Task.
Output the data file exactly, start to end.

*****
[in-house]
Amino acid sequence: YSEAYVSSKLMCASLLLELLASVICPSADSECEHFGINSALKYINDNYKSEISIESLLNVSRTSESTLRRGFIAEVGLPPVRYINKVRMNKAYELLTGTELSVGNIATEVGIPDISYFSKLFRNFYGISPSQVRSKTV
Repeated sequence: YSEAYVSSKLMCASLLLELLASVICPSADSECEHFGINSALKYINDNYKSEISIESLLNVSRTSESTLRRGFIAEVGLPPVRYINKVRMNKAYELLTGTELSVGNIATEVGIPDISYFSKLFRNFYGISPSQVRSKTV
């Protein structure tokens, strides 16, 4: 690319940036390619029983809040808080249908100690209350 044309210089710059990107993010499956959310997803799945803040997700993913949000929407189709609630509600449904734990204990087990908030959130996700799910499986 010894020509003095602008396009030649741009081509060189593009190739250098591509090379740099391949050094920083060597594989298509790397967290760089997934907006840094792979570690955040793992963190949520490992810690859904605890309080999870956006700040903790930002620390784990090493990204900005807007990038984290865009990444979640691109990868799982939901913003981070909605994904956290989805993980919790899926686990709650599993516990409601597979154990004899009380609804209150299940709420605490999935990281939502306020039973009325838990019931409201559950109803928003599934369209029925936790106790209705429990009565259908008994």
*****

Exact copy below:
[in-house]
Amino acid sequence: YSEAYVSSKLMCASLLLELLASVICPSADSECEHFGINSALKYINDNYKSEISIESLLNVSRTSESTLRRGFIAEVGLPPVRYINKVRMNKAYELLTGTELSVGNIATEVGIPDISYFSKLFRNFYGISPSQVRSKTV
Repeated sequence: YSEAYVSSKLMCASLLLELLASVICPSADSECEHFGINSALKYINDNYKSEISIESLLNVSRTSESTLRRGFIAEVGLPPVRYINKVRMNKAYELLTGTELSVGNIATEVGIPDISYFSKLFRNFYGISPSQVRSKTV
């Protein structure tokens, strides 16, 4: 690319940036390619029983809040808080249908100690209350 044309210089710059990107993010499956959310997803799945803040997700993913949000929407189709609630509600449904734990204990087990908030959130996700799910499986 010894020509003095602008396009030649741009081509060189593009190739250098591509090379740099391949050094920083060597594989298509790397967290760089997934907006840094792979570690955040793992963190949520490992810690859904605890309080999870956006700040903790930002620390784990090493990204900005807007990038984290865009990444979640691109990868799982939901913003981070909605994904956290989805993980919790899926686990709650599993516990409601597979154990004899009380609804209150299940709420605490999935990281939502306020039973009325838990019931409201559950109803928003599934369209029925936790106790209705429990009565259908008994």